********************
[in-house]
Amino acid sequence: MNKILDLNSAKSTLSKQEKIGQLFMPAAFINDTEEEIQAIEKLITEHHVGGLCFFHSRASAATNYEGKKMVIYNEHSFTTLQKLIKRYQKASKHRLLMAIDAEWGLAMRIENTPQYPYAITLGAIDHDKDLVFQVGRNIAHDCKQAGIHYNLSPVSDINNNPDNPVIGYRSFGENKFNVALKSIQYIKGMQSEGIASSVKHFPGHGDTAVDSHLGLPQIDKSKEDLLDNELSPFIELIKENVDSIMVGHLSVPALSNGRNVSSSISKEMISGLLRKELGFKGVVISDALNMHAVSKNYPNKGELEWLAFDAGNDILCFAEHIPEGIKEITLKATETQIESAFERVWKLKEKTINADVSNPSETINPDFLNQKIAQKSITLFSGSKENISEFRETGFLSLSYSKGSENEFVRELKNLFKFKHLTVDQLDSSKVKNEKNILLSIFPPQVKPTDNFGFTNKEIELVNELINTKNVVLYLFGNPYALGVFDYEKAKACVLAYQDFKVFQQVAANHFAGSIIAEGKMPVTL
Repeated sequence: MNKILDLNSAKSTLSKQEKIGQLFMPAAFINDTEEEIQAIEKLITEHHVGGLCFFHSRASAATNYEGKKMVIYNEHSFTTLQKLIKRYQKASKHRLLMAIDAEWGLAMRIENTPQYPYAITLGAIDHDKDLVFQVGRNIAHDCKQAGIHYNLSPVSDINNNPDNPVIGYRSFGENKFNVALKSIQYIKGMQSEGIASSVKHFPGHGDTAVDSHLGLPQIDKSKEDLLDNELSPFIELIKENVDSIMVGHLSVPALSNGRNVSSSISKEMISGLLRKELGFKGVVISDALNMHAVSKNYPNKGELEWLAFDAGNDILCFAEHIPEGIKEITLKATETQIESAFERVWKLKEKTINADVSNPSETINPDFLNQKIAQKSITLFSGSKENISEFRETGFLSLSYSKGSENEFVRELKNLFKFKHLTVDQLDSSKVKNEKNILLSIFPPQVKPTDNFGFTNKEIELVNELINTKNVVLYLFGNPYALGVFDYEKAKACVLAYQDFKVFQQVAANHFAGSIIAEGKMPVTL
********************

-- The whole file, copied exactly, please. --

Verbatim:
[in-house]
Amino acid sequence: MNKILDLNSAKSTLSKQEKIGQLFMPAAFINDTEEEIQAIEKLITEHHVGGLCFFHSRASAATNYEGKKMVIYNEHSFTTLQKLIKRYQKASKHRLLMAIDAEWGLAMRIENTPQYPYAITLGAIDHDKDLVFQVGRNIAHDCKQAGIHYNLSPVSDINNNPDNPVIGYRSFGENKFNVALKSIQYIKGMQSEGIASSVKHFPGHGDTAVDSHLGLPQIDKSKEDLLDNELSPFIELIKENVDSIMVGHLSVPALSNGRNVSSSISKEMISGLLRKELGFKGVVISDALNMHAVSKNYPNKGELEWLAFDAGNDILCFAEHIPEGIKEITLKATETQIESAFERVWKLKEKTINADVSNPSETINPDFLNQKIAQKSITLFSGSKENISEFRETGFLSLSYSKGSENEFVRELKNLFKFKHLTVDQLDSSKVKNEKNILLSIFPPQVKPTDNFGFTNKEIELVNELINTKNVVLYLFGNPYALGVFDYEKAKACVLAYQDFKVFQQVAANHFAGSIIAEGKMPVTL
Repeated sequence: MNKILDLNSAKSTLSKQEKIGQLFMPAAFINDTEEEIQAIEKLITEHHVGGLCFFHSRASAATNYEGKKMVIYNEHSFTTLQKLIKRYQKASKHRLLMAIDAEWGLAMRIENTPQYPYAITLGAIDHDKDLVFQVGRNIAHDCKQAGIHYNLSPVSDINNNPDNPVIGYRSFGENKFNVALKSIQYIKGMQSEGIASSVKHFPGHGDTAVDSHLGLPQIDKSKEDLLDNELSPFIELIKENVDSIMVGHLSVPALSNGRNVSSSISKEMISGLLRKELGFKGVVISDALNMHAVSKNYPNKGELEWLAFDAGNDILCFAEHIPEGIKEITLKATETQIESAFERVWKLKEKTINADVSNPSETINPDFLNQKIAQKSITLFSGSKENISEFRETGFLSLSYSKGSENEFVRELKNLFKFKHLTVDQLDSSKVKNEKNILLSIFPPQVKPTDNFGFTNKEIELVNELINTKNVVLYLFGNPYALGVFDYEKAKACVLAYQDFKVFQQVAANHFAGSIIAEGKMPVTL